By YUKA HAYASHI And ANDREW MONAHAN
TOKYO—Japanese officials continued their battle to control dangerous reactor overheating in the nation's worst nuclear accident that followed Friday's earthquake, as they resorted to an unprecedented attempt to cool the reactor with seawater.
Official in protective gear scans for signs of radiation on a man who is from the evacuation area near the Fukushima Daini nuclear plant in Koriyama on Saturday.
Japan Chief Government Spokesman Yukio Edano said Sunday that work is continuing on attempts to shut down two nuclear reactors at Tokyo Electric Power Co.'s Fukushima Daiichi power plant in northern Japan.
Mr. Edano acknowledged that radiation levels have risen at the plant as venting of slightly radioactive steam continues in a bid to lower pressure in the container vessel and allow the pumping of cooling water.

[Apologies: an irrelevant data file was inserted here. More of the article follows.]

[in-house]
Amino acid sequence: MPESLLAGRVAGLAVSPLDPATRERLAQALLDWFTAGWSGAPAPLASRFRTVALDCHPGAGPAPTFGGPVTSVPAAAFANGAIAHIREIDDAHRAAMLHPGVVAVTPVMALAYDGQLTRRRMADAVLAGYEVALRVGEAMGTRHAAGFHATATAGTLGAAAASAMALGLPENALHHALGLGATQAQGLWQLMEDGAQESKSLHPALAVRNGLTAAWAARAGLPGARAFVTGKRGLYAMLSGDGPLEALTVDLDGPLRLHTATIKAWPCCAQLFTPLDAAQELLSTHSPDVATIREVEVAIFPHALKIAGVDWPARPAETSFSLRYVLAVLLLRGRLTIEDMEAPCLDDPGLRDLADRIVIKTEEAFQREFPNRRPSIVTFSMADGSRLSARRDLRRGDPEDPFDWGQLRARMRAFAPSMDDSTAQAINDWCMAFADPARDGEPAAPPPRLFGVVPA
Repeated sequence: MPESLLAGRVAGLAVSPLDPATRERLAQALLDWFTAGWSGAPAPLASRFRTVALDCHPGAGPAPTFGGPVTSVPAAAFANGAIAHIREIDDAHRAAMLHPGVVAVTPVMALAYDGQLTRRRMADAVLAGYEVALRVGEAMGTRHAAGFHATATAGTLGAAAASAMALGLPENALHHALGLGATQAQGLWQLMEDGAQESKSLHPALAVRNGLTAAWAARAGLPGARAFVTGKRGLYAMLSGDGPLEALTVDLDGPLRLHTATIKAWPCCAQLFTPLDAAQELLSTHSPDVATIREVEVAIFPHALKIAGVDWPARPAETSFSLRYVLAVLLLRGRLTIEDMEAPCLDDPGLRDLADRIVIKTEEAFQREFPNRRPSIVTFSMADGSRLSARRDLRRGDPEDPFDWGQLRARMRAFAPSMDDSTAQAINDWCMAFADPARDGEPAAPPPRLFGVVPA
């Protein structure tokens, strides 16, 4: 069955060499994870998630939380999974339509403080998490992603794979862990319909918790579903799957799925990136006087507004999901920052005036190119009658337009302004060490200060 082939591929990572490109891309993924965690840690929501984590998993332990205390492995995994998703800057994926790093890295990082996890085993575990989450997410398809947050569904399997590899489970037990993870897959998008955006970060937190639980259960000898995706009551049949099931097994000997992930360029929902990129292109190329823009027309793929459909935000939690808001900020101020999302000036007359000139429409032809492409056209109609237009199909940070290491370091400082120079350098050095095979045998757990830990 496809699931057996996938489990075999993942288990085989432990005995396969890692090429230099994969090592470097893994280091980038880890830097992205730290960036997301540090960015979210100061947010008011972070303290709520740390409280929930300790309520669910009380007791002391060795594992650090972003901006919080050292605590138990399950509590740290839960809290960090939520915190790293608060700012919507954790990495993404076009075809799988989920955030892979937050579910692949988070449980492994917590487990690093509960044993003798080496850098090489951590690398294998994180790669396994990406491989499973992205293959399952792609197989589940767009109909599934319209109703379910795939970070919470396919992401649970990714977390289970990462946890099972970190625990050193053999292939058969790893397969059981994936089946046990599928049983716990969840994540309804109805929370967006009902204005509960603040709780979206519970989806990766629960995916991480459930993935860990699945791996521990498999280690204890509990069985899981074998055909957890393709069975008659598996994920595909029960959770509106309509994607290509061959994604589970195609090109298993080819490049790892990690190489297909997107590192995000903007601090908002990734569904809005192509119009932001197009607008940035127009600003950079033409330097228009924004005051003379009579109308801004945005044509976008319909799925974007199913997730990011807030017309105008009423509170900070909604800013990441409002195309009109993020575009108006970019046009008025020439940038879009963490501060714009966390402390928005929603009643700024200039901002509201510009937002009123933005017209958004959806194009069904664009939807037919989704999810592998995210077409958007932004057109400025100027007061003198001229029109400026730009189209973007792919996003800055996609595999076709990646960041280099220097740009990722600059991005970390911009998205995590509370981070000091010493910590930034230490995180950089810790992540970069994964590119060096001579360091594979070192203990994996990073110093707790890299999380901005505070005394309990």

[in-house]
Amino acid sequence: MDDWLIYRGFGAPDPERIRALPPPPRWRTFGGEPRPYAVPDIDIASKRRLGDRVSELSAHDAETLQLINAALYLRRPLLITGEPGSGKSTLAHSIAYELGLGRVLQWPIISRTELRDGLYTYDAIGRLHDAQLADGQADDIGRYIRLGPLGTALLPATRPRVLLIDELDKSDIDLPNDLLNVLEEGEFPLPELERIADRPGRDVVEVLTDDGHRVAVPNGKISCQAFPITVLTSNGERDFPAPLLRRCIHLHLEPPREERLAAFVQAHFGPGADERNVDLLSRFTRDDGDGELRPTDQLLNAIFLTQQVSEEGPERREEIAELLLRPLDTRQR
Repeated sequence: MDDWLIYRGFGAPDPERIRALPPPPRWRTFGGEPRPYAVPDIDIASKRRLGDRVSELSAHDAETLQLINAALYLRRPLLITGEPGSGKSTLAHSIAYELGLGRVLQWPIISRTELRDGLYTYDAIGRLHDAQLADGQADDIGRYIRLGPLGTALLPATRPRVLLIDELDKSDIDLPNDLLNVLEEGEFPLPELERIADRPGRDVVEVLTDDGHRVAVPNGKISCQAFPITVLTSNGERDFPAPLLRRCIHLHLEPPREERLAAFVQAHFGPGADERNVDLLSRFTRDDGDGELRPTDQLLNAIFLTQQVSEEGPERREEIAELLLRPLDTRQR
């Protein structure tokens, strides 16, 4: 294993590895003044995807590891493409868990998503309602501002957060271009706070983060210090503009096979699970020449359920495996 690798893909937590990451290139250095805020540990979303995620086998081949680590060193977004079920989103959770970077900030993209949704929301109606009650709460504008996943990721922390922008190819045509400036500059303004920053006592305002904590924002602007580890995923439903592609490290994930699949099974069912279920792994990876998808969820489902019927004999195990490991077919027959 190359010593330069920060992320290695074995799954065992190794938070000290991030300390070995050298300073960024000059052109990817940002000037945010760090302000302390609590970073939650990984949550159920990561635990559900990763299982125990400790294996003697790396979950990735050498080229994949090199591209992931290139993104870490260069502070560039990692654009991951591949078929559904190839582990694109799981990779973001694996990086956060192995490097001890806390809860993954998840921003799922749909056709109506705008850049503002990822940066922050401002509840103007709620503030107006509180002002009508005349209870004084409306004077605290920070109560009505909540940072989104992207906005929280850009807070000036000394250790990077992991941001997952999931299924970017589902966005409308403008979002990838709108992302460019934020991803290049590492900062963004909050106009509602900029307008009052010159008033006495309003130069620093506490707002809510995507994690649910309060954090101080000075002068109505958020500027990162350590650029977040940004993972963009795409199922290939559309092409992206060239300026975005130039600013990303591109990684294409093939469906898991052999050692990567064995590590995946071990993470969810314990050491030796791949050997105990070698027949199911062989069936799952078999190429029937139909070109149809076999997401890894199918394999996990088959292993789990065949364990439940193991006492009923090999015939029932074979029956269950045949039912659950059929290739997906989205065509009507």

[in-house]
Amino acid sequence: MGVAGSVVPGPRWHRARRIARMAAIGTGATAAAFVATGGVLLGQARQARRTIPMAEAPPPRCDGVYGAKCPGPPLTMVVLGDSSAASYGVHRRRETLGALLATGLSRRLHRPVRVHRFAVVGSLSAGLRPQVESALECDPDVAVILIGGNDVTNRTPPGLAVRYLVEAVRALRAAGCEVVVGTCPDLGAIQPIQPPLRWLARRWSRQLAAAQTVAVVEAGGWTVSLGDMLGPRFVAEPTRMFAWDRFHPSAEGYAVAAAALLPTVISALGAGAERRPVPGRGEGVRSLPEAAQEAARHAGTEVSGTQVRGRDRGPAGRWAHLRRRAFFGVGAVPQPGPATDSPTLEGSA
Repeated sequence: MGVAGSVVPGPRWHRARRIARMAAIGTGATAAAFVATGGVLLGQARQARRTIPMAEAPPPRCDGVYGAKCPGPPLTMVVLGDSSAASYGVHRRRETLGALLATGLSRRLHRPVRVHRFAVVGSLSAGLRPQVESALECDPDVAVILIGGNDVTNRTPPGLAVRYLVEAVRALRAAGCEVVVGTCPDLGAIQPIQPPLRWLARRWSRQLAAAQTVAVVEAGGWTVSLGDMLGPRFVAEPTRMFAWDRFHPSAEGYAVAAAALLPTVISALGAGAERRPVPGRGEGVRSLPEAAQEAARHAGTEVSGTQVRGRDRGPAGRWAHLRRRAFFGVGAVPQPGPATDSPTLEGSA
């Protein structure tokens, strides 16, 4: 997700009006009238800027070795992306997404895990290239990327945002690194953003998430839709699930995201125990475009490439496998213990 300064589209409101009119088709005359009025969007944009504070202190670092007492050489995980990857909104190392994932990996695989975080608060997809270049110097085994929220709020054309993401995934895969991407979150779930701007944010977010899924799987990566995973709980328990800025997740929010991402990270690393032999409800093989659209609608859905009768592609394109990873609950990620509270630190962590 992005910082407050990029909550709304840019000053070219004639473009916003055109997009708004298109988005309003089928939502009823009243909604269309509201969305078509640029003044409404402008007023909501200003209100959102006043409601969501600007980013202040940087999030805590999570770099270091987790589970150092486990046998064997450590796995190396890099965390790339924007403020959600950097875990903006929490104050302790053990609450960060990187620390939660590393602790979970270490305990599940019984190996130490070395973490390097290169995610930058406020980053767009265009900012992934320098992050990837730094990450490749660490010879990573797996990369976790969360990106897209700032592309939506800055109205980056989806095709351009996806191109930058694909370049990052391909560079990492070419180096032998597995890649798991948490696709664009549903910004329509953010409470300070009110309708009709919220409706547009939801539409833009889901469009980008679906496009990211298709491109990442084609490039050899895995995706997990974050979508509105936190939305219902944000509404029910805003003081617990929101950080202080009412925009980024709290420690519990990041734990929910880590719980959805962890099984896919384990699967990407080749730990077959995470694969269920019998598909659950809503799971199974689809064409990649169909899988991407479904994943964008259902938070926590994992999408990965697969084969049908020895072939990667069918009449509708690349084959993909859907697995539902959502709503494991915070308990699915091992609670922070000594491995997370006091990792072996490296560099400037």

"The rise in the radiation levels was within the expected range as we continue venting," he said Sunday.
The radiation being released by the venting is minimal, he added. Officials at Tokyo Electric, which operates the plant, earlier said levels had exceeded the legal limit, a disclosure that is required under law.
Mr. Edano said fluctuations in the radiation level can be expected, and that there are no health concerns.
"We can expect to see more fluctuations in the radiation levels as we continue venting the No. 1 and No. 3 reactors," he said.